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Amyotrophic Lateral Sclerosis (ALS) is a progressive neurodegenerative disease that attacks motor neurons in the brain and spinal cord, leading to the wasting away of muscle and loss of movement. Disease onset often occurs in one of two distinct ways: Limb Onset ALS or Bulbar Onset ALS. While disease onset is usually focal (symptoms start in one specific site – either limb or bulbar), multifocal (symptoms start in multiple sites) onset is possible and can occur in both limbs and bulbar regions simultaneously.
ALS is defined as Limb Onset when the symptoms initially appear in the limbs of the body, either the arms or legs. Limb Onset ALS accounts for the majority of all cases of ALS.
According to two independent studies, approximately three-quarters of all ALS cases with a focal onset (onset of the disease in one specific site) are reported as limb onset. Walhout et al. (2017) found that 74% of focal ALS cases were limb onset and Williams et al. (2013) reported that 71% of focal ALS cases were limb onset.
Symptoms vary from person to person but typical initial symptoms of Limb Onset ALS include muscle cramps or stiffness, muscle twitching (fasciculation), muscle loss (atrophy), weakness in the hands, legs, feet or ankles, and loss of grip strength.
Early signs that you may have one or more of these symptoms include loss of balance or problems with walking such as tripping or stumbling, as well as difficulty performing routine tasks such as buttoning a shirt or writing with a pen.
ALS is classified as Bulbar Onset when the symptoms first occur in the face or neck. Although progression is variable by case, Bulbar Onset ALS tends to have a faster progression than Limb Onset cases.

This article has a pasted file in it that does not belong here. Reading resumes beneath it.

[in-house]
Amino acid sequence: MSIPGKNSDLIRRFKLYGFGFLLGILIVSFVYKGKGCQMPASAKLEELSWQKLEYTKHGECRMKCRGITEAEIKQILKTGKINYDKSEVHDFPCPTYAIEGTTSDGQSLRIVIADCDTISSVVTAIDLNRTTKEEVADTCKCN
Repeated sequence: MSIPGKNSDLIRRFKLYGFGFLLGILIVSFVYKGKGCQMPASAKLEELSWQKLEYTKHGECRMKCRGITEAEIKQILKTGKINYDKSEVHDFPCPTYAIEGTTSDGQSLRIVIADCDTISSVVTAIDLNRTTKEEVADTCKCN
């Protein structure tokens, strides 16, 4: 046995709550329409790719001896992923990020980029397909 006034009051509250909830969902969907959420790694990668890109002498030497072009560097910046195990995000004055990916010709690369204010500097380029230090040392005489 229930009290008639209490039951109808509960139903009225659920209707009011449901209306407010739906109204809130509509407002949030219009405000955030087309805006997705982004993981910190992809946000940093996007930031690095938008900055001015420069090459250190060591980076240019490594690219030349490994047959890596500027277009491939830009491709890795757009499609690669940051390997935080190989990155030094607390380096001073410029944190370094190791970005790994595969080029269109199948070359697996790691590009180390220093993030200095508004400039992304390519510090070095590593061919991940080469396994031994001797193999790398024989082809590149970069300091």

Early symptoms include slurred speech, difficulty chewing and swallowing, excessive choking and weakness or twitching in the muscles of the face, jaw, throat and voice box, particularly the tongue.
Signs that these symptoms may be occurring include difficulty forming words, poor articulation and changes in voice or speech patterns, including a harsh, hoarse or strained voice, and decrease in range or loudness of voice.
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Renée Walhout, Esther Verstraete, Martijn P. van den Heuvel, Jan H. Veldink & Leonard H. van den Berg (2018) Patterns of symptom development in patients with motor neuron disease, Amyotrophic Lateral Sclerosis and Frontotemporal Degeneration, 19:1-2, 21-28, DOI: 10.1080/21678421.2017.1386688
Williams, J.R., Fitzhenry, D., Grant, L. et al. Diagnosis pathway for patients with amyotrophic lateral sclerosis: retrospective analysis of the US Medicare longitudinal claims database. BMC Neurol 13, 160 (2013) doi:10.1186/1471-2377-13-160